Syria is facing continuing external pressure, which appears to be aimed at changing Assad’s foreign policy rather than removing his regime as in the case of Libya. Syria and Libya are the only two Mediterranean states that have not been brought into the NATO sphere of influence.
Behind this is Washington and Israel’s unspoken, but widely understood, demand that Damascus terminate its close relationship with Tehran. A further objective is to forestall China’s entry into the eastern Mediterranean, where oil and gas reserves have been discovered. Syria’s port of Tartous is one of Russia’s only two overseas naval bases. The implicit promise is that they will not intervene if Damascus changes course.
The Obama administration has stopped short of calling for Assad to go. Mark Toner, spokesman for the State Department, said, “We abhor the violence there,” and that the US would continue to “press Assad’s regime to desist in its violent behaviour”.
Last month, the White House ordered new and more stringent sanctions against Syria, albeit largely symbolic as the US has little trade with Syria, and called on the European powers to follow suit.
On Friday, the European Union, led by France, which has extensive interests in Syria, and Britain, which is home to a number of Syrian exiles, agreed on an asset freeze and travel restrictions against 14 leading Syrian officials responsible for crushing anti-government protests. It is not clear if the list includes Assad himself. This follows last weeks’ agreement to ban the sale of arms and equipment to Syria that could be used against protestors.
The EU has also withdrawn its long-stalled partnership agreement with Syria. The EU provides the Assad regime with €210 million in annual assistance. It is discussing whether to suspend €1.3 billion in investment from the European Investment Bank that includes funding for power plants and other infrastructure, and other punitive economic measures.
There has also been increasing pressure from Turkey, one of Syria’s closest allies in the region. Turkey’s intelligence chief went to Damascus to urge Assad to make concessions to end the uprising. Even more importantly, Recep Tayyip Erdogan, the Turkish Prime Minister, issued a statement saying that if al-Assad did not implement reforms, “he may be overthrown in the same manner as other totalitarian rulers who were toppled by popular uprisings in other parts of the Middle East” this year. This follows similar comments by Israel’s defence minister, Ehud Barak, last week.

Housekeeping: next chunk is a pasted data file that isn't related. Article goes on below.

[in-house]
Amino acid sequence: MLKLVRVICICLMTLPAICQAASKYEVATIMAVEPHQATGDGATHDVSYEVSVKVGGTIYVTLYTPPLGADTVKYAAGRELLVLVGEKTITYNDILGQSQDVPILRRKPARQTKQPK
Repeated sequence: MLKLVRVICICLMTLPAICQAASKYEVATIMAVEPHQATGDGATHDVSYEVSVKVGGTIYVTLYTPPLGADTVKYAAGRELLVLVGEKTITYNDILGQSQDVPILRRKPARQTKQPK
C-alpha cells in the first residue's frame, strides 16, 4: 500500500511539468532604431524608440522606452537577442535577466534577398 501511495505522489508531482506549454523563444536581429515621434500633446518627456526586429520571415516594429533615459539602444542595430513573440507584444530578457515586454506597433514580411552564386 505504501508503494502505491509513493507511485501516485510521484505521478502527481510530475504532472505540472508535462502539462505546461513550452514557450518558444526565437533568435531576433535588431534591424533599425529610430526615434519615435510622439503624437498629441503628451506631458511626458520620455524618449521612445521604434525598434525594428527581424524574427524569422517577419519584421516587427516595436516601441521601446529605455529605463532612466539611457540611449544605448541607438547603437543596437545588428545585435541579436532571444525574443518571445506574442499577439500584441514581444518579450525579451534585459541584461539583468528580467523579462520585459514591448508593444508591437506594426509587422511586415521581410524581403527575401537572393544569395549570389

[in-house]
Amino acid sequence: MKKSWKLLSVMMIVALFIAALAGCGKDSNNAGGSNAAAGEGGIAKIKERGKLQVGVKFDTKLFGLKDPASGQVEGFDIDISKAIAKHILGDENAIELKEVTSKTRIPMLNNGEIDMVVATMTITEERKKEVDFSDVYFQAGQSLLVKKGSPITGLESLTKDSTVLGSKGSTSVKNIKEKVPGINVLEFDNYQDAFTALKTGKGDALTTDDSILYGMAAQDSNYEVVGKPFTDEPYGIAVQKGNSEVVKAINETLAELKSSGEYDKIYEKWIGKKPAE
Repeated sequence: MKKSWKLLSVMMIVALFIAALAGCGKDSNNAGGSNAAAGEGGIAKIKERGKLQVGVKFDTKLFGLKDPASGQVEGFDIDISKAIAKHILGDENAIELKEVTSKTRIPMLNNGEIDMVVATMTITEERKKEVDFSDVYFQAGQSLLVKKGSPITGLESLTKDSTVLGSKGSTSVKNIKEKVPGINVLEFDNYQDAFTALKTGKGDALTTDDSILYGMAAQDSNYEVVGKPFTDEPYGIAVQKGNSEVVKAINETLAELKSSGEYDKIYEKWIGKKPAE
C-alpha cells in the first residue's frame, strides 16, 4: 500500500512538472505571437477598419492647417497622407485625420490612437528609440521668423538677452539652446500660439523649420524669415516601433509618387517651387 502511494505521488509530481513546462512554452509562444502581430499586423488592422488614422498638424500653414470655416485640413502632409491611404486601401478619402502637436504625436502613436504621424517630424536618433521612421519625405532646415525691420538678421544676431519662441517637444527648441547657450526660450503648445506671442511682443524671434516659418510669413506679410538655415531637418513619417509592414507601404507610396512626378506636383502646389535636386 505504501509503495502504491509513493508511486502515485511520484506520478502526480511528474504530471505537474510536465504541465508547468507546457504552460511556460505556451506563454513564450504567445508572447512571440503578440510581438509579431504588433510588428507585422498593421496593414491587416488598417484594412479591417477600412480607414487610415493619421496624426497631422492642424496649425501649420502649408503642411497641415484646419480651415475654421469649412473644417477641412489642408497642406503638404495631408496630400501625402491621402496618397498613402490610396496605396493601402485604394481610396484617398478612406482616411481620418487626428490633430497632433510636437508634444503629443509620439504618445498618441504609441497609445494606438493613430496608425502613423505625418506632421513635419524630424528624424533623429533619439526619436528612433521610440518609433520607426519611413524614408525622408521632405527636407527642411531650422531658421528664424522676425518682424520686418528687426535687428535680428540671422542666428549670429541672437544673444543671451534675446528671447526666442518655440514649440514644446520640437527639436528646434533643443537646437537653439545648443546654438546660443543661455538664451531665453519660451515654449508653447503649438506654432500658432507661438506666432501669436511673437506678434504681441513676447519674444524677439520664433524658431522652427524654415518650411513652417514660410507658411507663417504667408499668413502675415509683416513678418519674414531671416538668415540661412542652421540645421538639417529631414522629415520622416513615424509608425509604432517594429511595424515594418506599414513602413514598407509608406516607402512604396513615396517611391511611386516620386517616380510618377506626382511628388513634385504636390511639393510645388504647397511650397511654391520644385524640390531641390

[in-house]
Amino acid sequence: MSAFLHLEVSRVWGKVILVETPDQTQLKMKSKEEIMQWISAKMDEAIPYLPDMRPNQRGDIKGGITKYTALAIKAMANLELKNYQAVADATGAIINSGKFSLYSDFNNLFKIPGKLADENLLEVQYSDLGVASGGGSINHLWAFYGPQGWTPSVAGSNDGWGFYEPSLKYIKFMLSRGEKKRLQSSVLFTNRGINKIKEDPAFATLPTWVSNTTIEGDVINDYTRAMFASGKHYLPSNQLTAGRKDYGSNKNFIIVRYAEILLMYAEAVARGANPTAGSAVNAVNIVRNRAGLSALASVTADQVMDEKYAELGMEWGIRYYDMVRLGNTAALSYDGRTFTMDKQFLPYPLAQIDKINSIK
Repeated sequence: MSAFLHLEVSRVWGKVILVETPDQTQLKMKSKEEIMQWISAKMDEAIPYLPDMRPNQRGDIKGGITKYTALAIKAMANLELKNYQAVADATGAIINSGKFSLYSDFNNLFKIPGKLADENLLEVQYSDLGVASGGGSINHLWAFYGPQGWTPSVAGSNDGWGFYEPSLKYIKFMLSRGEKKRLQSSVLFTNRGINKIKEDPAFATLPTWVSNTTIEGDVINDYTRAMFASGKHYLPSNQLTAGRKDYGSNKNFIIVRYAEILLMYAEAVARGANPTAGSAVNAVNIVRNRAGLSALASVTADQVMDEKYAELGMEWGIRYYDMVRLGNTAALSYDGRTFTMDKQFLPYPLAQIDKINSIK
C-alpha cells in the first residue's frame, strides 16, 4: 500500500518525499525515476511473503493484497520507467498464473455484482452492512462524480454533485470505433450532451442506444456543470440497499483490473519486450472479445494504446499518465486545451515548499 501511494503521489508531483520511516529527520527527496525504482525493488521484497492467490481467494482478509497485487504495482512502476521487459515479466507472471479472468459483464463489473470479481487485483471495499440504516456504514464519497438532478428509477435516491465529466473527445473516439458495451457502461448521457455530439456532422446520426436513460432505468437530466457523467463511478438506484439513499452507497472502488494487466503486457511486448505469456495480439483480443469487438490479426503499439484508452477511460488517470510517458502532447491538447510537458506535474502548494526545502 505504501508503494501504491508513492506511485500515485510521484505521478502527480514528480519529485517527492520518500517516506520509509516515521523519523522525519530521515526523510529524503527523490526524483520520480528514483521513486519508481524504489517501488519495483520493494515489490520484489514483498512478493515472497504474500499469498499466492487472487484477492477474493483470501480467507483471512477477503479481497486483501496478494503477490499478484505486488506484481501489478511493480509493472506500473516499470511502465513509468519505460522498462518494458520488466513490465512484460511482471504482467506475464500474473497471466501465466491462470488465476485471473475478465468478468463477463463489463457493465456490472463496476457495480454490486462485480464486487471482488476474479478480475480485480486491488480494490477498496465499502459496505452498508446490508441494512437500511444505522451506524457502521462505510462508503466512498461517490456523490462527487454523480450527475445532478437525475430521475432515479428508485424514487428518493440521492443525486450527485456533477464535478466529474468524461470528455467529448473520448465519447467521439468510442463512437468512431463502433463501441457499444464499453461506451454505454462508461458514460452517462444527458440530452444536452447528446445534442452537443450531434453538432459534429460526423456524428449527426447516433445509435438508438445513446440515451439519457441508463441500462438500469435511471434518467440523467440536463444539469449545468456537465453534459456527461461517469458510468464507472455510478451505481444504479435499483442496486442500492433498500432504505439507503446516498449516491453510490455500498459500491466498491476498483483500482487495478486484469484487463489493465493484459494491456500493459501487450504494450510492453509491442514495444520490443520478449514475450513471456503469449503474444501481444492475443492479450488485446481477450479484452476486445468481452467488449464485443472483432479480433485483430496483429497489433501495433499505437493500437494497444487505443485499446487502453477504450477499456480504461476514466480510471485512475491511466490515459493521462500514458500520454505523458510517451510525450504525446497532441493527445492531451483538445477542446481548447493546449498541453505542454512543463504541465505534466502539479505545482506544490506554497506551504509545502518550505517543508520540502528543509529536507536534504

The Assad regime is also facing pressure on the economic front. The UN Development Programme announced that it was suspending assistance to Syria for the next five years, while Qatari utilities companies cancelled an agreement to build and operate two power stations in Syria, which is desperately short of electricity, with power cuts even in central Damascus a frequent occurrence.
Damascus was forced to launch a string of measures to curb the flight of foreign currency triggered by the unrest. According to the Union of Arab Banks, up to 8 percent of deposits in Syrian bank accounts had been converted into US dollars.
The central bank raised interest rates by 2 percent to 9 percent in order to shore up the Syrian pound and is permitting for the first time savings in dollars and euros. It also lowered the banks’ cash reserve ratio from 10 percent to 5, and cut retail dollar withdrawals from 10,000 to 5,000.
These measures follow the downturn in Syria’s economy, largely due to the fall in tourism—May is the peak season—which accounts for 13 percent of jobs. The Syrian pound has fallen by 10 percent in the black market, and the Damascus Stock Exchange by 20 percent in the past six weeks. The International Monetary Fund has downgraded Syria’s economic growth rate from 5.5 percent to 3 percent this year. The Organisation for Economic Co-operation and Development lowered Syria’s credit risk rating by one notch to 7, the lowest.